We recommend not having snow globes as part of your decorations when you have pets, but if you do choose to do so, try and place it in a room that your puppy does not have access to. It is likely that your snow globes contain antifreeze which can be fatal to your puppy if ingested. If it is somehow accidentally broken and your curious puppy licks a small amount, they can be poisoned resulting in kidney failure and death.

2. Always supervise your new puppy, especially if there are children present

The children may not yet understand or take cues from the puppy regarding their needs. They may be overzealous and cause your puppy distress or injury. This is especially common in smaller breeds such as chihuahuas.

3. It is essential to try and establish your routine as soon as you get your new puppy during the holiday season, that will continue throughout their life

Please stick to the times that you will take them for walks in the future, and to the same feeding times. You should begin crate training a puppy from the day that you take them home. Crate your puppy in a different room sometimes, even if you are home. You don’t want your puppy to become used to having you around constantly, and then suddenly when you go back to work they don’t know how to handle not having your attention. Crate training from the start will make things easier for yourself and your puppy in the long run.

4. Start their training! It’s a good idea to begin training a puppy with basic commands, and house training a puppy, straight away.

You don’t want to let them have free reign over the Christmas period and then suddenly try to impose rules on them as they may have already picked up bad habits.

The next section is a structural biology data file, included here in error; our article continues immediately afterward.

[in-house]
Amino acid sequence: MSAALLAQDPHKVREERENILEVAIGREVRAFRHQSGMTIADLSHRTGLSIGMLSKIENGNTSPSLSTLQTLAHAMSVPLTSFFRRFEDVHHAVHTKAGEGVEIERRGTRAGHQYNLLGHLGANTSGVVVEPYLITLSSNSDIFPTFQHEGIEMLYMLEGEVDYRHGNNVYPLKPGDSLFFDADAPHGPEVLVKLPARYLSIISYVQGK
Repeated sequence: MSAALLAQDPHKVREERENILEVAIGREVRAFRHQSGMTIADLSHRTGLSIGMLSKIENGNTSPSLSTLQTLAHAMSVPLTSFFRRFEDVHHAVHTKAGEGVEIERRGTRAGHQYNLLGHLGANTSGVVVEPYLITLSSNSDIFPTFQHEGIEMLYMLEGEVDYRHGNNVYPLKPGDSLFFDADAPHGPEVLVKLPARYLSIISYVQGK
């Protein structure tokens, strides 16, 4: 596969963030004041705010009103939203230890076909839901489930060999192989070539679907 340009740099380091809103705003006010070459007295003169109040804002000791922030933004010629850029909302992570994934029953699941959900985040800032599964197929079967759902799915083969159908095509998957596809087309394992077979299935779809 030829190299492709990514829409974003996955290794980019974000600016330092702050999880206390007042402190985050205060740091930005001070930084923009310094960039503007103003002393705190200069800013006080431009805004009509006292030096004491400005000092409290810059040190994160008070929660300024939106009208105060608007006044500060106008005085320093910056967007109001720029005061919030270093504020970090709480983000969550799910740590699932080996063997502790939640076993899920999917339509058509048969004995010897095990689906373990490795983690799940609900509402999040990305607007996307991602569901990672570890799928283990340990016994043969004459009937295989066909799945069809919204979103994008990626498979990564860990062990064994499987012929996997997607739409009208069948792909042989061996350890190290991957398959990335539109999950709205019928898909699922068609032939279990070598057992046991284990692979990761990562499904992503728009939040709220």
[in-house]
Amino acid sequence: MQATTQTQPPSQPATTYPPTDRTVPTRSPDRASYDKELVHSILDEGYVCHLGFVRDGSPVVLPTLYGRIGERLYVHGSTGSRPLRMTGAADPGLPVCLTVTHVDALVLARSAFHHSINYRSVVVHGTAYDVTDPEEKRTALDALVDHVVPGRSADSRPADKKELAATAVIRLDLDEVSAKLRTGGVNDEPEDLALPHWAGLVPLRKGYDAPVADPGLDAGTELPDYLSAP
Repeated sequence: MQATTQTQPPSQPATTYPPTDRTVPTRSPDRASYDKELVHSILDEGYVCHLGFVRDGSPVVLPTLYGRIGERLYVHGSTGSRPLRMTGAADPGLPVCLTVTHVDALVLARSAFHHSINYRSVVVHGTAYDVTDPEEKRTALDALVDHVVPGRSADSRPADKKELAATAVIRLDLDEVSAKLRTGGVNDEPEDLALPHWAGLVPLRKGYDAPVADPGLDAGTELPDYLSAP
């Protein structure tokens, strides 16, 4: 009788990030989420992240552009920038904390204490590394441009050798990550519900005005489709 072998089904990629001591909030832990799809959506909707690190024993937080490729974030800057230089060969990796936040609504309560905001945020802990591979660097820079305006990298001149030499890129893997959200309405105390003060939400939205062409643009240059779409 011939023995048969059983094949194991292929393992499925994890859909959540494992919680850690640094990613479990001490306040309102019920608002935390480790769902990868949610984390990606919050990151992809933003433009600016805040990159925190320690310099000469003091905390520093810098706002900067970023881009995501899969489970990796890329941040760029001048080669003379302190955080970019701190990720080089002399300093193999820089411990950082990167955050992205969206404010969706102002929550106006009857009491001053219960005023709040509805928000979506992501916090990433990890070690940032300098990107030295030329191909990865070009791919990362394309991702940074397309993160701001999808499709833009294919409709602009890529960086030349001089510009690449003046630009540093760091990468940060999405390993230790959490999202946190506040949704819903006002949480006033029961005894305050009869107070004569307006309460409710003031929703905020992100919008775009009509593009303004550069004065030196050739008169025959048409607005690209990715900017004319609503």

5. Make sure to set up their bed (and a blanket from their mother if possible) in a quiet, cosy spot in the house where they can have a break from the chaos of Christmas, whilst still being supervised.

Having the familiar scent from their blanket will help them to feel more calm, and the down time will help prevent them from becoming overwhelmed.

6.We recommend crating your puppy or having them in a different room when the time comes to unwrap your presents. Not only do the decorations on the present, such as ribbon and wrapping paper, pose a choking hazard to your new puppy, but the gift inside could also be a threat. Obviously, with a gift, you’re unlikely to know what is inside so it’s better to err on the side of caution. They may contain small parts or food that your new puppy can’t have, and don’t underestimate how quick a curious pup can be at snapping up something that falls to the ground.

Be mindful that your puppy has never experienced Christmas before, and that they may become
overwhelmed. Look out for these signs:

  • Overtiredness
  • Overexcitement
  • Sensory overload
  • Fear

Read our blog post Top tips for keeping your pets safe over Christmas for further information regarding how to keep your pet safe during the Christmas period.

You should also make sure that your puppy is set up for a happy and healthy life beyond Christmas. We’ve made this easier for you by creating Paws Club so that you can spread the cost of your animal healthcare with monthly direct debits.

Paws Club is our monthly preventative healthcare membership that delivers your puppy’s prescription strength flea, tick and worming treatments straight to your door – so you never have to worry about forgetting to administer them!

Members of the Paws Club benefit from complimentary annual vaccinations, annual health checks
and nail trims as well as a host of incredible discounts across our other services – including their
puppy vaccination course. Please, read more about our Paws Club benefits to know more.

Finally, Happy Christmas from all of us here at Paws in the City!